A world first – a fully painted animation where Vincent Van Gogh’s emotive impasto and bold brushstrokes effectively transfer to the screen.
A year after the artist’s death, Armond Roulin is sent by his father, Postmaster Joseph Roulin, to personally deliver a letter to Theo Van Gogh. Initially reluctant, Armond travels to Auvers-sure-Oise via Paris where he slowly becomes embroiled in the mystery that was Vincent Van Gogh.
The narrative itself may be stilted and slight but technique (more than 100 artists, 853 paintings and 65,000 frames in the 94 minute film) never fails to impress. Painted in the style of Van Gogh, actors (including Douglas Booth, Saoirse Ronan and Helen McCrory) are placed in the artist’s rendered landscapes, creating a living tableaux to tell the story of those tragic last days.
A UK/Polish co-production commissioned by Wroclaw: European City of Culture 2016.
It’s rude, crude but at times very funny (and at times potentially offensive)!
An animated rebellion by supermarket food against their fate is led by Frank the Sausage. Frank (voiced by Seth Rogan) discovers almost too late that he will not be spending all eternity deep inside Brenda the Bun (Kristen Wiig) in the ‘great beyond.’ Now he needs to cross the supermarket aisles to convince the other foodstuffs of their fate.
It’s irreverent, crass and fluidly crosses animation boundaries as religion, sexuality and politics come under the spotlight, accompanied by expletives galore. And Sausage Party certainly adds new meaning to the idea of a food orgy!
Firmly targeted at families (and young kids in particular), inevitably the latest version of Kipling’s classic errs on the side of saccharine sweet (how else can you make a film about a boy being hunted by a tiger aimed at six year-olds?). But the mix of live action and animation is seamless and visually quite magical.
Director Jon Favreau (Iron Man 1 & 2) has reigned himself in to focus on a story that is essentially an old-fashioned adventure story – but he’s also recognised that there are some things in The Jungle Book you cannot change from the earlier Disney animation. Voiced by Bill Murray, Baloo steals the show: Idris Elba instils majesty and sympathy into Shere Khan – and Bear Necessities remains eminently singable.
In turns despairingly dull and wistfully wacky, the stop-motion Anomalisa is one of those films that has the critics reaching for the superlatives whilst leaving audiences generally baffled.
Nominated for best animation Oscar, winner of the Grand Jury Prize at the 2015 Venice Film Festival, penned by Charlie Kaufman (Synecdoche New York, Eternal Sunshine of the Spotless Mind), the story of Tom Stone, the depressed customer relations expert, wears its credentials on its sleeve. (Tom is splendidly voiced in a flat Lancashire accent by David Thewliss, Harry Potter, The Theory of Everything).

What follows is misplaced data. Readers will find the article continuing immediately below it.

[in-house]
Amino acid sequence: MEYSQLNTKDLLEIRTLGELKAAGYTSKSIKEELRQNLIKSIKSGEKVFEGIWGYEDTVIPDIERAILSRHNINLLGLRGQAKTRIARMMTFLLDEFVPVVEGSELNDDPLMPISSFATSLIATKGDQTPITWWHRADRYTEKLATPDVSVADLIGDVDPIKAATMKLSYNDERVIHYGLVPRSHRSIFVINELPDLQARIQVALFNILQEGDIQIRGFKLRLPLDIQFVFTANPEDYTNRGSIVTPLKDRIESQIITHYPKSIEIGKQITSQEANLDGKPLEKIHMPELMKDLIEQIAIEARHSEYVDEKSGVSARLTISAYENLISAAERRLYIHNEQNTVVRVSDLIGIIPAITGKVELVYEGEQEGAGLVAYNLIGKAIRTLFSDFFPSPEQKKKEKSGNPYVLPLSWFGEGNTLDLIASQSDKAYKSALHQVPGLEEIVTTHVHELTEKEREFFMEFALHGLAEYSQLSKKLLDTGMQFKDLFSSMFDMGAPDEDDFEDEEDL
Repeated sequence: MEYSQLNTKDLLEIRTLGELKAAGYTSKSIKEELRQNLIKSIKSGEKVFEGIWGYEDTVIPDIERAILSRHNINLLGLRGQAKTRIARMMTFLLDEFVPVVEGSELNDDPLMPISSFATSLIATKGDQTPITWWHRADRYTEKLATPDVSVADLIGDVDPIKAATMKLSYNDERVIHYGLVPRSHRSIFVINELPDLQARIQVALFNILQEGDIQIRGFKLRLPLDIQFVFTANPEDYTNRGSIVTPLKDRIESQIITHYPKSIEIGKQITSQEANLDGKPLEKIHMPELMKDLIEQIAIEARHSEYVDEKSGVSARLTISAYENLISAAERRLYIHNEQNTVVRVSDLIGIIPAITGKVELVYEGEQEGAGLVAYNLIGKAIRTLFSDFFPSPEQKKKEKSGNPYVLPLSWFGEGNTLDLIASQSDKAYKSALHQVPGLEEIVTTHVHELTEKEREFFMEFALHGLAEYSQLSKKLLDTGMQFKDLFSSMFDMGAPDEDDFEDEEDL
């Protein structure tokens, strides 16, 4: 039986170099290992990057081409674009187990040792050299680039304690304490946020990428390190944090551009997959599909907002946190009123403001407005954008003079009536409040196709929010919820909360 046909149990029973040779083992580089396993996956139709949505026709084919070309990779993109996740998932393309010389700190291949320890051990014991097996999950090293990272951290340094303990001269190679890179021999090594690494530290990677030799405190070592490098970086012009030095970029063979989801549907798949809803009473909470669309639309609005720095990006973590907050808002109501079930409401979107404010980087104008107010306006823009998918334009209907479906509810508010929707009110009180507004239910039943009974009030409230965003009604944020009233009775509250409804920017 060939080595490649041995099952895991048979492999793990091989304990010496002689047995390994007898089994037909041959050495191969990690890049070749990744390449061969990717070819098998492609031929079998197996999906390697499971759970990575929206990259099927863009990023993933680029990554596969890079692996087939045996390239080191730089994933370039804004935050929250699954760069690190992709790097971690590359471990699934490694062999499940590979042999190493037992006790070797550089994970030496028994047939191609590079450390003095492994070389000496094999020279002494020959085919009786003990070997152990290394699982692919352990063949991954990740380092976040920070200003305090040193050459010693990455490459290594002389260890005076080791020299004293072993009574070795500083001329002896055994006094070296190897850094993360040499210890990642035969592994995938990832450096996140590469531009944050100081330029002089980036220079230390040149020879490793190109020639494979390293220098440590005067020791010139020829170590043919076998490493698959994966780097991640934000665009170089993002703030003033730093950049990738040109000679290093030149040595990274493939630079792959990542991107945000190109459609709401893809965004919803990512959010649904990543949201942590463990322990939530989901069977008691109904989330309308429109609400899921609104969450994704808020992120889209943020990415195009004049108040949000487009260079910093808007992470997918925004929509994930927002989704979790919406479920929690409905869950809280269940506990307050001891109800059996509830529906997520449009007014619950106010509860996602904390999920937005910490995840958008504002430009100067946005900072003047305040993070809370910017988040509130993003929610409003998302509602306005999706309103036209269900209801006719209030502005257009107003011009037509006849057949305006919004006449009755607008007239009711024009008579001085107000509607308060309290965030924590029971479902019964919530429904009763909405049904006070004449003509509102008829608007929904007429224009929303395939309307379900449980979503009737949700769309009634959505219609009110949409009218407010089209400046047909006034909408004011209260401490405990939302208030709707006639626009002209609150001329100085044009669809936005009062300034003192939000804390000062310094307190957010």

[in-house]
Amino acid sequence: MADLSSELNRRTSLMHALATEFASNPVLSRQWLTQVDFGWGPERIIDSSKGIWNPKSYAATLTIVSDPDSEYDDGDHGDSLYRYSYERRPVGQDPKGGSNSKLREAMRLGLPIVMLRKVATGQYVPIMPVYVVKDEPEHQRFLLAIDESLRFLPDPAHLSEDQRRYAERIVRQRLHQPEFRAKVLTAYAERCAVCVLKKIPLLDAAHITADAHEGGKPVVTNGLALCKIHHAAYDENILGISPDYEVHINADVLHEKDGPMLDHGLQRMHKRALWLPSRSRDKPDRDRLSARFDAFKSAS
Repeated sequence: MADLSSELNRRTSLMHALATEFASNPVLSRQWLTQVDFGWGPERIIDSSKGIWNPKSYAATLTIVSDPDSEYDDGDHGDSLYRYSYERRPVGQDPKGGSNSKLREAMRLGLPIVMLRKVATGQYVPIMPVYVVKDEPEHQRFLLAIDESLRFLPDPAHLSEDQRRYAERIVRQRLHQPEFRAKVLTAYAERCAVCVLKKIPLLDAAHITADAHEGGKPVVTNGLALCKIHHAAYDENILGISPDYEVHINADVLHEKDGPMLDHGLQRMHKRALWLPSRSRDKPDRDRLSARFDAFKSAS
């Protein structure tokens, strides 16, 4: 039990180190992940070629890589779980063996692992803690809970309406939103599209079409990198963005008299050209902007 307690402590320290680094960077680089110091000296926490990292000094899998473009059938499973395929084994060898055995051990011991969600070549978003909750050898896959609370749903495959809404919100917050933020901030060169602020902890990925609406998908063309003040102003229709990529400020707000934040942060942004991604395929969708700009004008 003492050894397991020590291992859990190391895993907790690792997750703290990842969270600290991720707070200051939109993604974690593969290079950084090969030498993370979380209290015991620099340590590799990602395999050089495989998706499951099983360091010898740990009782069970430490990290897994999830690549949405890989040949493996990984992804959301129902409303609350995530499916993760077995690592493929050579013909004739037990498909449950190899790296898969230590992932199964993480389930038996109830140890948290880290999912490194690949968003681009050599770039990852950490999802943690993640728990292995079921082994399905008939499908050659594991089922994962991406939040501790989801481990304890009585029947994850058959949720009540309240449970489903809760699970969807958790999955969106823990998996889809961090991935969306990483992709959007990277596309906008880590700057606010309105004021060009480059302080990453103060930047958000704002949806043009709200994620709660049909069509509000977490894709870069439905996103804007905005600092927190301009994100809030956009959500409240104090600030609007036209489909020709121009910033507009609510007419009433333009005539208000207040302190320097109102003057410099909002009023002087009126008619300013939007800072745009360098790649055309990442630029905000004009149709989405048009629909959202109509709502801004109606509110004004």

But sporadically funny, inventively clever with its animation, usually very odd (Stone is suffering from the rare Fregoli syndrome – the delusional belief that different people are in fact the same person) fail to disguise [sic] that Anomalisa eventually runs out of emotional steam.
And so to the final list relating to films released in Australia in 2015. And, to make life more interesting (and a little easier), my list is ten rather than five for the performances.
10: The Theory of Everything (dir: James Marsh w/Eddie Redmayne)
9: Still Alice (dir: Richard Glatzer & Wash Westmoreland w/Julianne Moore)
8: The Martian (dir: Ridley Scott w/Matt Damon)
7: The Imitation Game (dir: Morten Tyldum w/Benedict Cumberbatch)
6: Far From Men (dir: David Oelhoffen w/Viggo Mortensen)
5: Selma (dir: Ava DuVernay w/David Oyelowo)
4: Birdman (dir: Alejandro Gonzalez Inarritu w/Michael Keaton)
3: Sicario (dir: Denis Villeneuve w/Emily Blunt)
2: Leviathan (dir: Andrey Zvyagintsev w/Aleksey Serebryakov)
1: Inside Out (dir: Pete Docter & Ronnie Del Carmen)
Powerhouse performances were the order of the day for most of the films on the list, with no less than four biopics (The Theory of Everything, Still Alice, The Imitation Game and Selma) featuring.
Films 6-10 are possibly interchangeable, with a couple of others on the periphery (most notably Southpaw, Black Mass and the German film Phoenix).
But for all my love of serious drama and powerful performances, I’ve surprised even myself in selecting the Pixar animation Inside Out as the best film of the year (sorry, Leviathan!). But with arguably the best script of the year and a fabulous concept that is extraordinarily entertaining, Inside Out is intelligent, imaginative, adventurous and very funny.
Inside Out is intelligent, important, on the mark – and incredibly funny (the abstract thought corridor is extraordinary). I’ve not laughed at a film screening like this for a very long time – but also walked away impressed by the relevance, cleverness, creativity and emotional intelligence.
It has the pizzazz and colour to appeal to kids, but it’s adults who get the full benefit – Inside Out works on so many levels. Pixar must have had a team of psychologists working with them on this.
Oscar winner for best animation, surely – but at least a nomination for best original screenplay?